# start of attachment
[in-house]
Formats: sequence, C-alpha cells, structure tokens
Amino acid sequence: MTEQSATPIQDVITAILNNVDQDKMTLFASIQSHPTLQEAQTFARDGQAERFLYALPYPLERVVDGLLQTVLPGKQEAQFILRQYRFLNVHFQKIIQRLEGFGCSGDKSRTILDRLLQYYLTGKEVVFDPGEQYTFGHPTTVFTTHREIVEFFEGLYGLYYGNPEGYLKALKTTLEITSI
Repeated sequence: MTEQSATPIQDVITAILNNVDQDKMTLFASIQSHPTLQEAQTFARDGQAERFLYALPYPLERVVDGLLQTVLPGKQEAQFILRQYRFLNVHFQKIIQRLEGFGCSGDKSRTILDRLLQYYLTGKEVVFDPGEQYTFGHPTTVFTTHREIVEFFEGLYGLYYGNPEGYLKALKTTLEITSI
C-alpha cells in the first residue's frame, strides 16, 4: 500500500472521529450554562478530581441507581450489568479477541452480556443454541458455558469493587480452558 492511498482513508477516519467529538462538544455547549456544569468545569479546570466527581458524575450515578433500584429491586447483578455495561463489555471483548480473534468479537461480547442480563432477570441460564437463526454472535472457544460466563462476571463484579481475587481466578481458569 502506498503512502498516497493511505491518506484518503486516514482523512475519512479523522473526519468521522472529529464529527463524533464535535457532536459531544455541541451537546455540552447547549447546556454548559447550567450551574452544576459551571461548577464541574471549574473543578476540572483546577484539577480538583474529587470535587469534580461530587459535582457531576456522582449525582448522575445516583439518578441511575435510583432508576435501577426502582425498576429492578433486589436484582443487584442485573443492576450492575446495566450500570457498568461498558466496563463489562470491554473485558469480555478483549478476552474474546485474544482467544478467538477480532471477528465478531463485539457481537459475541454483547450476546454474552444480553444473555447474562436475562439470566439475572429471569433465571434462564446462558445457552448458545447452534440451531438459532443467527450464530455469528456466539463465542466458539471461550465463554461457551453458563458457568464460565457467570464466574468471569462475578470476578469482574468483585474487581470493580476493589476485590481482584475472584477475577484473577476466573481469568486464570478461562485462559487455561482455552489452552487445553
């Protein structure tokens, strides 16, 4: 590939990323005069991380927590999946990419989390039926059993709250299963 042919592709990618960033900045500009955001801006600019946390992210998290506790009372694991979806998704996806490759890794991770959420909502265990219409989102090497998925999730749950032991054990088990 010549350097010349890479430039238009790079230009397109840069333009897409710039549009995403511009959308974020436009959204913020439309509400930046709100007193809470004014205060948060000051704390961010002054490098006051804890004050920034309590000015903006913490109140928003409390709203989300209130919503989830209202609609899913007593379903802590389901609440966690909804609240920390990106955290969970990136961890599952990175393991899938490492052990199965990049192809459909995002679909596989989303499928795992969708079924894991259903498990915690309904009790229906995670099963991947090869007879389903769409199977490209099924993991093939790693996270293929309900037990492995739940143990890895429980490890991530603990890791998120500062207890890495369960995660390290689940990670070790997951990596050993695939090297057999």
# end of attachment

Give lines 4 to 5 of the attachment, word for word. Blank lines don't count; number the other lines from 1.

Repeated sequence: MTEQSATPIQDVITAILNNVDQDKMTLFASIQSHPTLQEAQTFARDGQAERFLYALPYPLERVVDGLLQTVLPGKQEAQFILRQYRFLNVHFQKIIQRLEGFGCSGDKSRTILDRLLQYYLTGKEVVFDPGEQYTFGHPTTVFTTHREIVEFFEGLYGLYYGNPEGYLKALKTTLEITSI
C-alpha cells in the first residue's frame, strides 16, 4: 500500500472521529450554562478530581441507581450489568479477541452480556443454541458455558469493587480452558 492511498482513508477516519467529538462538544455547549456544569468545569479546570466527581458524575450515578433500584429491586447483578455495561463489555471483548480473534468479537461480547442480563432477570441460564437463526454472535472457544460466563462476571463484579481475587481466578481458569 502506498503512502498516497493511505491518506484518503486516514482523512475519512479523522473526519468521522472529529464529527463524533464535535457532536459531544455541541451537546455540552447547549447546556454548559447550567450551574452544576459551571461548577464541574471549574473543578476540572483546577484539577480538583474529587470535587469534580461530587459535582457531576456522582449525582448522575445516583439518578441511575435510583432508576435501577426502582425498576429492578433486589436484582443487584442485573443492576450492575446495566450500570457498568461498558466496563463489562470491554473485558469480555478483549478476552474474546485474544482467544478467538477480532471477528465478531463485539457481537459475541454483547450476546454474552444480553444473555447474562436475562439470566439475572429471569433465571434462564446462558445457552448458545447452534440451531438459532443467527450464530455469528456466539463465542466458539471461550465463554461457551453458563458457568464460565457467570464466574468471569462475578470476578469482574468483585474487581470493580476493589476485590481482584475472584477475577484473577476466573481469568486464570478461562485462559487455561482455552489452552487445553